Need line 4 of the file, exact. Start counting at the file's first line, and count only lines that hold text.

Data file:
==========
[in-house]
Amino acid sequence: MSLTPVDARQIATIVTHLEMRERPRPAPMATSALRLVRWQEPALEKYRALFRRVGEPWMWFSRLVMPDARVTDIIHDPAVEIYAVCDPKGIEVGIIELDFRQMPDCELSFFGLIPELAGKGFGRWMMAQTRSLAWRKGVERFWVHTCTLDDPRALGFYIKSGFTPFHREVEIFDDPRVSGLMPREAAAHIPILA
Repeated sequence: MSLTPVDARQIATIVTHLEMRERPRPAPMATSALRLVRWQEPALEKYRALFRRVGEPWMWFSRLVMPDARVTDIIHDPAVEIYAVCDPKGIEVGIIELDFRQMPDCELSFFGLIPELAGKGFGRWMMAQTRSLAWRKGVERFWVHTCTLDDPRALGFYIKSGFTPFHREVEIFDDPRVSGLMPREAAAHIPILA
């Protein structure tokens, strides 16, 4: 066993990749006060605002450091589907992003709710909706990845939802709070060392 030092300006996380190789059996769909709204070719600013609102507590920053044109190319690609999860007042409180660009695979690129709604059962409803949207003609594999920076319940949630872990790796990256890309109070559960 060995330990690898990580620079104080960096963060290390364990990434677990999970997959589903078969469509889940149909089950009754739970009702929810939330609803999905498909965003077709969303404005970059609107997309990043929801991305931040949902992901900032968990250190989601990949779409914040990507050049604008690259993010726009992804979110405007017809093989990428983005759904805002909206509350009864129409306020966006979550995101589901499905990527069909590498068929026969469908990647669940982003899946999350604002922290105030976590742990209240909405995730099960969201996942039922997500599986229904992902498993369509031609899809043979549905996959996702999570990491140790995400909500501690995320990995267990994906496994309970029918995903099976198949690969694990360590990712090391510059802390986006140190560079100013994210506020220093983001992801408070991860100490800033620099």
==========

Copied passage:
């Protein structure tokens, strides 16, 4: 066993990749006060605002450091589907992003709710909706990845939802709070060392 030092300006996380190789059996769909709204070719600013609102507590920053044109190319690609999860007042409180660009695979690129709604059962409803949207003609594999920076319940949630872990790796990256890309109070559960 060995330990690898990580620079104080960096963060290390364990990434677990999970997959589903078969469509889940149909089950009754739970009702929810939330609803999905498909965003077709969303404005970059609107997309990043929801991305931040949902992901900032968990250190989601990949779409914040990507050049604008690259993010726009992804979110405007017809093989990428983005759904805002909206509350009864129409306020966006979550995101589901499905990527069909590498068929026969469908990647669940982003899946999350604002922290105030976590742990209240909405995730099960969201996942039922997500599986229904992902498993369509031609899809043979549905996959996702999570990491140790995400909500501690995320990995267990994906496994309970029918995903099976198949690969694990360590990712090391510059802390986006140190560079100013994210506020220093983001992801408070991860100490800033620099």